Possible lessons from Apache, ELIXIR and GA4GH

Donald Hobern, GBIF Secretariat, 11 March 2019

An important step in establishing an alliance for biodiversity knowledge is to explore possible governance models, mechanisms for a collaborative community to develop shared implementation plans, and ways to facilitate and acknowledge contributions of institutions and individuals to delivering services and products.

During the GBIC2 workshop, attendees were presented with examples from two other communities, the Apache Software Foundation (ASF) and the European ELIXIR consortium. Attention was also drawn to the model of the Global Alliance for Genomics and Health (GA4GH).

There are significant differences between these examples. ASF is focused on supporting collaborative open source software projects, while ELIXIR works to increase synergy between European genomics facilities and GA4GH seeks to support much broader interactions and collaborations around practices, standards, tools and services for the genomics and health communities. Despite these differences, several aspects of each of these three initiatives merit consideration in the context of the new alliance.

Models for alliance membership

ASF has a membership comprising individual software professionals rather than institutions. The focus is on more than 350 open source initiatives (existing projects, special committees and incubating projects) each involving a subset of the members and other contributors. Many individuals contribute to Apache projects on behalf of their employer institutions and companies, but their role and status within ASF depends on their ability to contribute as an individual and the quality and character of their personal contributions. Individuals gain access to contribute to projects and to assume increased responsibility and access permissions based on a proven record as reliable contributors in tune with the culture of ASF and of the project.

ELIXIR is an intergovernmental partnership between 23 member states on behalf of more than 180 of their research organizations. It supports collaboration and joint planning between institutions that share largely similar needs and goals.

GA4GH has a membership comprising 578 diverse organizations that align with the alliance’s goals. These include research infrastructures, hospitals, NGOs, commercial entities and funding bodies.

The vision for an alliance for biodiversity knowledge most closely matches the model followed by GA4GH. Understanding the history and current governance arrangements of GA4GH will certainly assist the biodiversity informatics community with developing the new alliance.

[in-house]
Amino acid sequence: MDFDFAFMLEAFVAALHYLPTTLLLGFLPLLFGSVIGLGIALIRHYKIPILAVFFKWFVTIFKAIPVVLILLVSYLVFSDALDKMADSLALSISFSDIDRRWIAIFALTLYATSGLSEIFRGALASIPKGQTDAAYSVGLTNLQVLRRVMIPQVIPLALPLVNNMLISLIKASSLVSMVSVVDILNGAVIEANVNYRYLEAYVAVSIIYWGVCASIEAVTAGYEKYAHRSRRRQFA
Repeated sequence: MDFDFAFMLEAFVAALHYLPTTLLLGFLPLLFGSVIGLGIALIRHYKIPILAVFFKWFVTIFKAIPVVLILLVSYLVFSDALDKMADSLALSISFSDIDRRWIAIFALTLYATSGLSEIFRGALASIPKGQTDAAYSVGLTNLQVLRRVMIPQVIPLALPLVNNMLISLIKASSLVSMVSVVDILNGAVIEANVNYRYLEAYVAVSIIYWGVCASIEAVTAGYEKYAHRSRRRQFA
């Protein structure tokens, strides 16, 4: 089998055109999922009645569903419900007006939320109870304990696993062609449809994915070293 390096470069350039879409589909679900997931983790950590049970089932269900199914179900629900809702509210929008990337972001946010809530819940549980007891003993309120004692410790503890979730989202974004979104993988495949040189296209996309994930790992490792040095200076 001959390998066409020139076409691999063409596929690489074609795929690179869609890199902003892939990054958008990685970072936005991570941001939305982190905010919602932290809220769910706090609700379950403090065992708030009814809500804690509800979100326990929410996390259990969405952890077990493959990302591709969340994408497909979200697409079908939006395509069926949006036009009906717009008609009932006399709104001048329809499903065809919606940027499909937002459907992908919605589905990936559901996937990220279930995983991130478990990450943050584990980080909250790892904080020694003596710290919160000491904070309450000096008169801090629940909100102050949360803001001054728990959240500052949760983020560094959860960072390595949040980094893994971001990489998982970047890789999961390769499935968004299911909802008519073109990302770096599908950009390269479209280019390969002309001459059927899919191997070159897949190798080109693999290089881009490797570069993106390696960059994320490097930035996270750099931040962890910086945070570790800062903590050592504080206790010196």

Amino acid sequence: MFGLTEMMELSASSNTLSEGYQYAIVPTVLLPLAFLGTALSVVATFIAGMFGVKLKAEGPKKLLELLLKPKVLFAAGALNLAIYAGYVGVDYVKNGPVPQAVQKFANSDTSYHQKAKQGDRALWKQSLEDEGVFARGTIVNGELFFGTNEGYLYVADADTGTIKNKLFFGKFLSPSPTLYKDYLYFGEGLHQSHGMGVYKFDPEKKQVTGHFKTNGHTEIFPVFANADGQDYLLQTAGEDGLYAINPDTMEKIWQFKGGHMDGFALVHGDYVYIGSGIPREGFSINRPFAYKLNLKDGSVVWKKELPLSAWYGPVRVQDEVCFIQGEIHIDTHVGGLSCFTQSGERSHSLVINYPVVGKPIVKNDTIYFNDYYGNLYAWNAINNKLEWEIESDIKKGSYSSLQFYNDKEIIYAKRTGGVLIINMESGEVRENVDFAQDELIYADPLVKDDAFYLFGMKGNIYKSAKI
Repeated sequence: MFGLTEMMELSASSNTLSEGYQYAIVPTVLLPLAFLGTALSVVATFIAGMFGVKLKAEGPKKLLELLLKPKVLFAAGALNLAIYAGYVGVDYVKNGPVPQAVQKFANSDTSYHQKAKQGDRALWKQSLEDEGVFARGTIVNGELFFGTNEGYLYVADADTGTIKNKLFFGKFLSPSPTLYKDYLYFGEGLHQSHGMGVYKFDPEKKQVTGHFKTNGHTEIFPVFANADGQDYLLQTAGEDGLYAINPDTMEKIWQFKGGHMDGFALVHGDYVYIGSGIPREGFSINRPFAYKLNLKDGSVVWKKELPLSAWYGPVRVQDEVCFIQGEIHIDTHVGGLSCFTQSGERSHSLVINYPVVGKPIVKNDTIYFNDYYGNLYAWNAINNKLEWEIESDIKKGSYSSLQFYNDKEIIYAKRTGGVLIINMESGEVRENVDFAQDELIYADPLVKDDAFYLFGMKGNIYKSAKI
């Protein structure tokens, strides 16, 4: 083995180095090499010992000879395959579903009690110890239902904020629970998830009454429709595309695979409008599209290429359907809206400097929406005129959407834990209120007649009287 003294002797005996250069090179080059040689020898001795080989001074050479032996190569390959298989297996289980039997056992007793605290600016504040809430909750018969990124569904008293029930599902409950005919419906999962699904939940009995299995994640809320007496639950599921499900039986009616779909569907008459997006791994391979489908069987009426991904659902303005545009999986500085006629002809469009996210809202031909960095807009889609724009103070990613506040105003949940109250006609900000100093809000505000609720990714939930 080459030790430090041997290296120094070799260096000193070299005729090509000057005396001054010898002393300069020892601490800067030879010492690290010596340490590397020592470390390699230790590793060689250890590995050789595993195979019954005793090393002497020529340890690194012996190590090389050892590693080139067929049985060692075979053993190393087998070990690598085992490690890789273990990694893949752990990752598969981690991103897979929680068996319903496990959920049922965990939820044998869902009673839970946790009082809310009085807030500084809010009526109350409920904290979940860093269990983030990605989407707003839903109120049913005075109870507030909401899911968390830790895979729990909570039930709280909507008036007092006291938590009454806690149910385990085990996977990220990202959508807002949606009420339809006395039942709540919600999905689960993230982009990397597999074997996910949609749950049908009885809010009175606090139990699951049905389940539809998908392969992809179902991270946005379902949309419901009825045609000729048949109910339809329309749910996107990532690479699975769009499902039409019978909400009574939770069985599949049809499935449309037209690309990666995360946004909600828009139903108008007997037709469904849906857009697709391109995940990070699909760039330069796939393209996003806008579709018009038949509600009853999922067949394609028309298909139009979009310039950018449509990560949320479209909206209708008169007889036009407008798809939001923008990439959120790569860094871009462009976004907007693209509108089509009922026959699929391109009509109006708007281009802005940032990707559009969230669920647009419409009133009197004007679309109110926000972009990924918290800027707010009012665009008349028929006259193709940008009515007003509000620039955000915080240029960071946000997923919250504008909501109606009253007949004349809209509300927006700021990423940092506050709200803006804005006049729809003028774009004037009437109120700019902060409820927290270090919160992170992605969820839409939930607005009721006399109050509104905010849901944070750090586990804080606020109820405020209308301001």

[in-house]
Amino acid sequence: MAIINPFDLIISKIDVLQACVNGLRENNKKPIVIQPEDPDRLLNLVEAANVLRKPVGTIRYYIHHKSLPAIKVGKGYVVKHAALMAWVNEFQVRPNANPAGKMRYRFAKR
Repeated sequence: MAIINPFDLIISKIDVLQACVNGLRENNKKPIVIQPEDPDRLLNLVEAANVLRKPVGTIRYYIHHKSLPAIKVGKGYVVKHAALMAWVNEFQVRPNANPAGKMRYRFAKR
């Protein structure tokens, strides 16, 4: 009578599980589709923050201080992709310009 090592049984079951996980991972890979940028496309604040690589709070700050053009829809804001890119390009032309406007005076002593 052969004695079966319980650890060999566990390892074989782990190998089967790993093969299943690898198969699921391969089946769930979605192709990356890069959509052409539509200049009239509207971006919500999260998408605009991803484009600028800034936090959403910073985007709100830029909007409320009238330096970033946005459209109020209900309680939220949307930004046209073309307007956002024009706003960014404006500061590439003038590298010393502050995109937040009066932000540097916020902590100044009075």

However, the alliance for biodiversity knowledge also needs an inclusive model for individuals to contribute to software development activities and to a wide range of databasing work that depends on the knowledge and skill of individual contributors. These databasing activities include work to develop or maintain key reference datasets (e.g. nomenclatural databases, Catalogue of Life, collection catalogues, gazetteers), work to agree and enhance standards and vocabularies (e.g. Darwin Core, taxon-specific extensions to Darwin Core) and work to review, annotate, curate and correct publicly accessible data. All of these activities will benefit and may depend on the alliance offering a community-based approach to establish trust levels for particular contributors and to give these individuals appropriate recognition for their contributions. A shared culture and reputation model similar to those used by ASF could help the alliance to meet all of these needs.

It therefore seems reasonable for the alliance for biodiversity knowledge to explore two separate but complementary models for its community. On one level, diverse organizations, including universities, natural history collections, research infrastructures, taxonomic societies, intergovernmental partnerships (e.g. CBD, IPBES), NGOs and other stakeholders should be able to contribute to planning, decision-making and funding of the alliance mission. On another level, the alliance should deliver a human network that supports effective cooperation of researchers, software developers, citizen scientists, conservationists and others in developing tools and standards and in contributing and managing data.